American Family Physician : Article

https://www.aafp.org/afp/2007/0701/p76.html

Evaluation of Nausea and Vomiting: A Case-Based Approach - American Family Physician

Sep 15, 2013 - In the absence of acute abdominal pain, significant headache, or recent initiation of certain medications, acute nausea and vomiting is usually the result of self-limited gastrointestinal infections. Nausea and vomiting is also a common adverse effect of radiation therapy, chemotherapy,...

American Family Physician : Article

https://www.aafp.org/afp/2013/0915/p371.html

Evaluation of Occult Gastrointestinal Bleeding - American Family Physician

Mar 15, 2013 - Occult gastrointestinal bleeding is defined as gastrointestinal bleeding that is not visible to the patient or physician, resulting in either a positive fecal occult blood test, or iron deficiency anemia with or without a positive fecal occult blood test. A stepwise evaluation will ...

American Family Physician : Article

https://www.aafp.org/afp/2013/0315/p430.html

Evaluation of Palpable Breast Masses - American Family Physician

May 1, 2005 - Palpable breast masses are common and usually benign, but efficient evaluation and prompt diagnosis are necessary to rule out malignancy. A thorough clinical breast examination, imaging, and tissue sampling are needed for a definitive diagnosis. Fine-needle aspiration is fast, ...

American Family Physician : Article

https://www.aafp.org/afp/2005/0501/p1731.html

Evaluation of Patients with Leukocytosis - American Family Physician

Dec 1, 2015 - An elevated white blood cell count has many potential etiologies, including malignant and nonmalignant causes. It is important to use age- and pregnancy-specific normal ranges for the white blood cell count. A repeat complete blood count with peripheral smear may provide helpful ...

American Family Physician : Article

https://www.aafp.org/afp/2015/1201/p1004.html

Evaluation of Pregnant Women Exposed to Respiratory Viruses - American Family Physician

May 15, 2000 - Prenatal patients are often exposed to respiratory viruses at home and at work. Understandably, these patients may be concerned and want immediate answers and advice from their physicians. While most women who are exposed to chickenpox are immune, serologic testing can be performed and ...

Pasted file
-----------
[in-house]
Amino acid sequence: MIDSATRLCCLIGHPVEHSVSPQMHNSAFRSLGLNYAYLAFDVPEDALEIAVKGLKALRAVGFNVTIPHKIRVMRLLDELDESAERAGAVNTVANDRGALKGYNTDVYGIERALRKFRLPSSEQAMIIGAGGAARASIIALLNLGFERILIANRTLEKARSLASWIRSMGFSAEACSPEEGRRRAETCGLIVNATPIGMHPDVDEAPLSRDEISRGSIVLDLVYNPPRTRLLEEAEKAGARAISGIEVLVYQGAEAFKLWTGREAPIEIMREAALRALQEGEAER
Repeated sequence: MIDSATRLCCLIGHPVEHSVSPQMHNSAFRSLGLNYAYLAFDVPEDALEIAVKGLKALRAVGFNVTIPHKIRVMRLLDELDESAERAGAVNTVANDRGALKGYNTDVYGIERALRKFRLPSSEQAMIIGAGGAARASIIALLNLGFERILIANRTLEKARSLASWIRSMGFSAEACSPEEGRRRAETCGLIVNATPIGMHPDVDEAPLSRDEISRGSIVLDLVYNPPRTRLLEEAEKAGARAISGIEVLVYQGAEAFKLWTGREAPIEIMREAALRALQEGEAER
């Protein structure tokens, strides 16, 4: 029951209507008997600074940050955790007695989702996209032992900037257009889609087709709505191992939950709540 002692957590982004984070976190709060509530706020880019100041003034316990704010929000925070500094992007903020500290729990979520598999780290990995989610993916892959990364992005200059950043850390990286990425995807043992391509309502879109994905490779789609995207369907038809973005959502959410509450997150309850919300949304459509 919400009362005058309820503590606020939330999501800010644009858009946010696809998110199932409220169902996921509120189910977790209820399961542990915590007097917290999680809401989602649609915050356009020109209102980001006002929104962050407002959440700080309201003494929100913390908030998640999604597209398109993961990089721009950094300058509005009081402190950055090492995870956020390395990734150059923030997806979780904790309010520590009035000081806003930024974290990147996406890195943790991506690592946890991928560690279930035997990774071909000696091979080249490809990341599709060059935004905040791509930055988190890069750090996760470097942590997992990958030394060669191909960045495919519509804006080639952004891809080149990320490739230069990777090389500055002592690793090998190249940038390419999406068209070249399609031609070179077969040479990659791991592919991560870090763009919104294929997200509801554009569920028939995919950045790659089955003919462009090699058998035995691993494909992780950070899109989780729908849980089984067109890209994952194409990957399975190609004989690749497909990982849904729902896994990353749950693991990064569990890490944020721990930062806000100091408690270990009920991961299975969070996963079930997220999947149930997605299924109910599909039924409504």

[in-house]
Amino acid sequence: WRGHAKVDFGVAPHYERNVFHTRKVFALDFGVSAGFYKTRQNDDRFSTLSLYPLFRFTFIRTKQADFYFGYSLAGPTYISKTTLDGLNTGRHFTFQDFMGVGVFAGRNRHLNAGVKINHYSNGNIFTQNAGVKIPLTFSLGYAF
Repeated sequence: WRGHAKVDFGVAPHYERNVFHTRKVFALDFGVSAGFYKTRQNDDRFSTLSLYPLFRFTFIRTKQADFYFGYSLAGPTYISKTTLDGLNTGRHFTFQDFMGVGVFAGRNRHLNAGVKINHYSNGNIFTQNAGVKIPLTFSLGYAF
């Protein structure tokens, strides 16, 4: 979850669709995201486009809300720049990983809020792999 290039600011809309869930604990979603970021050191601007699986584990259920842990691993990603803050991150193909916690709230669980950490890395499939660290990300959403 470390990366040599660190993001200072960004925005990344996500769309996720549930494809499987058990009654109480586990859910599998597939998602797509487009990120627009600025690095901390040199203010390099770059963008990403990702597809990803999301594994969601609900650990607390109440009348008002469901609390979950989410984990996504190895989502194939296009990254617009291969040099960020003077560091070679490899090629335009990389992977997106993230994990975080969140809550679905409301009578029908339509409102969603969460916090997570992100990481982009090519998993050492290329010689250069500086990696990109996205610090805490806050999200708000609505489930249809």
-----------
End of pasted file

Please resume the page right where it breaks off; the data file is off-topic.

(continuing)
American Family Physician : Article

https://www.aafp.org/afp/2000/0515/p3065.html

Evaluation of Scrotal Masses - American Family Physician

May 1, 2014 - Scrotal masses are caused by a variety of disorders, ranging from benign conditions to those requiring emergent surgical intervention. Painful scrotal masses require urgent evaluation. Characteristics that suggest testicular torsion include rapid symptom onset, nausea and vomiting, high...

American Family Physician : Article

https://www.aafp.org/afp/2014/0501/p723.html

Evaluation of Scrotal Masses - American Family Physician

Nov 15, 2008 - Scrotal masses can represent a wide range of medical issues, from benign congenital conditions to life-threatening malignancies and acute surgical emergencies. Having a clear understanding of scrotal anatomy allows the examiner to accurately identify most lesions. Benign lesions such as...

American Family Physician : Article

https://www.aafp.org/afp/2008/1115/p1165.html

Evaluation of Short and Tall Stature in Children - American Family Physician

Jul 1, 2015 - Short stature is defined as a height more than two standard deviations below the mean for age (less than the 3rd percentile). Tall stature is defined as a height more than two standard deviations above the mean for age (greater than the 97th percentile). The initial evaluation of short ...

American Family Physician : Article

https://www.aafp.org/afp/2015/0701/p43.html

Evaluation of Short and Tall Stature in Children - American Family Physician

Sep 1, 2008 - Children and adolescents whose heights and growth velocities deviate from the normal percentiles on standard growth charts present a special challenge to physicians. Height that is less than the 3rd percentile or greater than the 97th percentile is deemed short or tall stature, ...

American Family Physician : Article

https://www.aafp.org/afp/2008/0901/p597.html

Evaluation of Suspected Dementia - American Family Physician

Mar 15, 2018 - Dementia is a significant and costly health condition that affects 5 million adults and is the fifth leading cause of death among Americans older than 65 years. The prevalence of dementia will likely increase in the future because the number of Americans older than 65 years is expected ...

American Family Physician : Article

https://www.aafp.org/afp/2018/0315/p398.html

Evaluation of Syncope - American Family Physician

Sep 15, 2011 - Syncope is a transient and abrupt loss of consciousness with complete return to preexisting neurologic function. It is classified as neurally mediated (i.e., carotid sinus hypersensitivity, situational, or vasovagal), cardiac, orthostatic, or neurogenic. Older adults are more likely to ...

American Family Physician : Article

https://www.aafp.org/afp/2011/0915/p640.html

Evaluation of Syncope - American Family Physician

Oct 15, 2005 - Though relatively common, syncope is a complex presenting symptom defined by a transient loss of consciousness, usually accompanied by falling, and with spontaneous recovery. Syncope must be carefully differentiated from other conditions that may cause a loss of consciousness or ...

American Family Physician : Article

https://www.aafp.org/afp/2005/1015/p1492.html